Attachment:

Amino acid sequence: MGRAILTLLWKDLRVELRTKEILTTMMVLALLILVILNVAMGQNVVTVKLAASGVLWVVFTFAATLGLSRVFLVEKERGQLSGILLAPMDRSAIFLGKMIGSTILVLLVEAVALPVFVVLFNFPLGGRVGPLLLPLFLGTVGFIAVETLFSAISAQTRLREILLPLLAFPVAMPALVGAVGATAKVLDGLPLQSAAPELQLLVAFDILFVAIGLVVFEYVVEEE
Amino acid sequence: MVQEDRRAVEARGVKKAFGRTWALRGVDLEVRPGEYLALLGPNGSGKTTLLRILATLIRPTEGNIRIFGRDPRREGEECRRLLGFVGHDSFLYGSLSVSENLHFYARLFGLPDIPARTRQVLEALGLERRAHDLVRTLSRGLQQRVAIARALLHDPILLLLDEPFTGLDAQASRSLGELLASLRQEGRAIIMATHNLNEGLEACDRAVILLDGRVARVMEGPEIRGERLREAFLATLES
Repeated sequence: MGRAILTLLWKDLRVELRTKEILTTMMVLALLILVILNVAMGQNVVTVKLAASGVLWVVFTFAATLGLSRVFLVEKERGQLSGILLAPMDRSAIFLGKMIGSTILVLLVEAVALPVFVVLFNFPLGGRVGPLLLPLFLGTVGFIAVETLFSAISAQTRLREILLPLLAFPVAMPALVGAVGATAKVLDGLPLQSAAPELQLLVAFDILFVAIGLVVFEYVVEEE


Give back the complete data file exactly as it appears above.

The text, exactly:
Amino acid sequence: MGRAILTLLWKDLRVELRTKEILTTMMVLALLILVILNVAMGQNVVTVKLAASGVLWVVFTFAATLGLSRVFLVEKERGQLSGILLAPMDRSAIFLGKMIGSTILVLLVEAVALPVFVVLFNFPLGGRVGPLLLPLFLGTVGFIAVETLFSAISAQTRLREILLPLLAFPVAMPALVGAVGATAKVLDGLPLQSAAPELQLLVAFDILFVAIGLVVFEYVVEEE
Amino acid sequence: MVQEDRRAVEARGVKKAFGRTWALRGVDLEVRPGEYLALLGPNGSGKTTLLRILATLIRPTEGNIRIFGRDPRREGEECRRLLGFVGHDSFLYGSLSVSENLHFYARLFGLPDIPARTRQVLEALGLERRAHDLVRTLSRGLQQRVAIARALLHDPILLLLDEPFTGLDAQASRSLGELLASLRQEGRAIIMATHNLNEGLEACDRAVILLDGRVARVMEGPEIRGERLREAFLATLES
Repeated sequence: MGRAILTLLWKDLRVELRTKEILTTMMVLALLILVILNVAMGQNVVTVKLAASGVLWVVFTFAATLGLSRVFLVEKERGQLSGILLAPMDRSAIFLGKMIGSTILVLLVEAVALPVFVVLFNFPLGGRVGPLLLPLFLGTVGFIAVETLFSAISAQTRLREILLPLLAFPVAMPALVGAVGATAKVLDGLPLQSAAPELQLLVAFDILFVAIGLVVFEYVVEEE